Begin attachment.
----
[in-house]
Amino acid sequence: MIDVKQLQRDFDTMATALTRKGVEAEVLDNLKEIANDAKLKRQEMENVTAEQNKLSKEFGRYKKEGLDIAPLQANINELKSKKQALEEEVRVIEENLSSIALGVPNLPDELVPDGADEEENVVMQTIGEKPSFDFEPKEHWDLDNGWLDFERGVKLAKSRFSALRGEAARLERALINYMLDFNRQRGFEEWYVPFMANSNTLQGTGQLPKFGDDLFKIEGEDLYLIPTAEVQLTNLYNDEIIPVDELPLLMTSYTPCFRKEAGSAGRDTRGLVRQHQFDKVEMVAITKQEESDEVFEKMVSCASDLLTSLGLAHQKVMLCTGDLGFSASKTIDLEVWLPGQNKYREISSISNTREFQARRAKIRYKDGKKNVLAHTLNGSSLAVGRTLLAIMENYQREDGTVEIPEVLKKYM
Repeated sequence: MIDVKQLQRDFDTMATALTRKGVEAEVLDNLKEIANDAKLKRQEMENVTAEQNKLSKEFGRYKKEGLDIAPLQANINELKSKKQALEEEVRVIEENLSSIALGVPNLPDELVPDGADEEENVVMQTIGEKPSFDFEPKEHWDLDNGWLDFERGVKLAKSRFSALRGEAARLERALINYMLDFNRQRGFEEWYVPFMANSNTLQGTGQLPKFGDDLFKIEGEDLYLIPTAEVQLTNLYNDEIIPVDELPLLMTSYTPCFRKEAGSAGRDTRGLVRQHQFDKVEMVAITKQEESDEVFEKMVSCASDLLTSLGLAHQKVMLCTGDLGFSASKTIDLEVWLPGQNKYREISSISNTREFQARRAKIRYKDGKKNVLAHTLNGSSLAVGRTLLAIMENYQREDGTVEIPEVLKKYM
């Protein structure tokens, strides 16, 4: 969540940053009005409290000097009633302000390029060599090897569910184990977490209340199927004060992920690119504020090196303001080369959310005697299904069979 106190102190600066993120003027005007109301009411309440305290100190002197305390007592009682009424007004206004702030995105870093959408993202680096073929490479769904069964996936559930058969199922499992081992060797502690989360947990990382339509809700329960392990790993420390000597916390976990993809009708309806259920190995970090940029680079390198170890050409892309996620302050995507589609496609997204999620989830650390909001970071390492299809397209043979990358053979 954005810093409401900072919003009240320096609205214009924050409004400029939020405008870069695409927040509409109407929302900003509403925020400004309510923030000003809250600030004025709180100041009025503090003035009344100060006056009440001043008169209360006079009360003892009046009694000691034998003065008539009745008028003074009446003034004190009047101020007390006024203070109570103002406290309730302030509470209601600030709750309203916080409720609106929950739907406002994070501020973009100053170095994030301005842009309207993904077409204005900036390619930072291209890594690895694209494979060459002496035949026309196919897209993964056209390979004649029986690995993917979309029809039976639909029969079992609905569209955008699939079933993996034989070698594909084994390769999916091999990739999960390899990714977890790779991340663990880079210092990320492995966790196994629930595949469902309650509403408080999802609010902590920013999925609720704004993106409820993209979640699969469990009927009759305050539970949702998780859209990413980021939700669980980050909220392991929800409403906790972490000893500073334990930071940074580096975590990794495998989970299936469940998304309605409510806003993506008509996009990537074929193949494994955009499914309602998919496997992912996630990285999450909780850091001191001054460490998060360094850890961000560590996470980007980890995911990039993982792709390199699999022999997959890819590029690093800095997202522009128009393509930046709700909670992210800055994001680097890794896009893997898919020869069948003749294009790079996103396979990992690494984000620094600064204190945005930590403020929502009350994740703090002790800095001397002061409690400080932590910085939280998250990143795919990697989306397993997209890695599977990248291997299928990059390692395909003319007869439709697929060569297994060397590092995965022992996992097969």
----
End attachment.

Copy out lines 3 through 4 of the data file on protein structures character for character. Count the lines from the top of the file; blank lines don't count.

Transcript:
Repeated sequence: MIDVKQLQRDFDTMATALTRKGVEAEVLDNLKEIANDAKLKRQEMENVTAEQNKLSKEFGRYKKEGLDIAPLQANINELKSKKQALEEEVRVIEENLSSIALGVPNLPDELVPDGADEEENVVMQTIGEKPSFDFEPKEHWDLDNGWLDFERGVKLAKSRFSALRGEAARLERALINYMLDFNRQRGFEEWYVPFMANSNTLQGTGQLPKFGDDLFKIEGEDLYLIPTAEVQLTNLYNDEIIPVDELPLLMTSYTPCFRKEAGSAGRDTRGLVRQHQFDKVEMVAITKQEESDEVFEKMVSCASDLLTSLGLAHQKVMLCTGDLGFSASKTIDLEVWLPGQNKYREISSISNTREFQARRAKIRYKDGKKNVLAHTLNGSSLAVGRTLLAIMENYQREDGTVEIPEVLKKYM
């Protein structure tokens, strides 16, 4: 969540940053009005409290000097009633302000390029060599090897569910184990977490209340199927004060992920690119504020090196303001080369959310005697299904069979 106190102190600066993120003027005007109301009411309440305290100190002197305390007592009682009424007004206004702030995105870093959408993202680096073929490479769904069964996936559930058969199922499992081992060797502690989360947990990382339509809700329960392990790993420390000597916390976990993809009708309806259920190995970090940029680079390198170890050409892309996620302050995507589609496609997204999620989830650390909001970071390492299809397209043979990358053979 954005810093409401900072919003009240320096609205214009924050409004400029939020405008870069695409927040509409109407929302900003509403925020400004309510923030000003809250600030004025709180100041009025503090003035009344100060006056009440001043008169209360006079009360003892009046009694000691034998003065008539009745008028003074009446003034004190009047101020007390006024203070109570103002406290309730302030509470209601600030709750309203916080409720609106929950739907406002994070501020973009100053170095994030301005842009309207993904077409204005900036390619930072291209890594690895694209494979060459002496035949026309196919897209993964056209390979004649029986690995993917979309029809039976639909029969079992609905569209955008699939079933993996034989070698594909084994390769999916091999990739999960390899990714977890790779991340663990880079210092990320492995966790196994629930595949469902309650509403408080999802609010902590920013999925609720704004993106409820993209979640699969469990009927009759305050539970949702998780859209990413980021939700669980980050909220392991929800409403906790972490000893500073334990930071940074580096975590990794495998989970299936469940998304309605409510806003993506008509996009990537074929193949494994955009499914309602998919496997992912996630990285999450909780850091001191001054460490998060360094850890961000560590996470980007980890995911990039993982792709390199699999022999997959890819590029690093800095997202522009128009393509930046709700909670992210800055994001680097890794896009893997898919020869069948003749294009790079996103396979990992690494984000620094600064204190945005930590403020929502009350994740703090002790800095001397002061409690400080932590910085939280998250990143795919990697989306397993997209890695599977990248291997299928990059390692395909003319007869439709697929060569297994060397590092995965022992996992097969």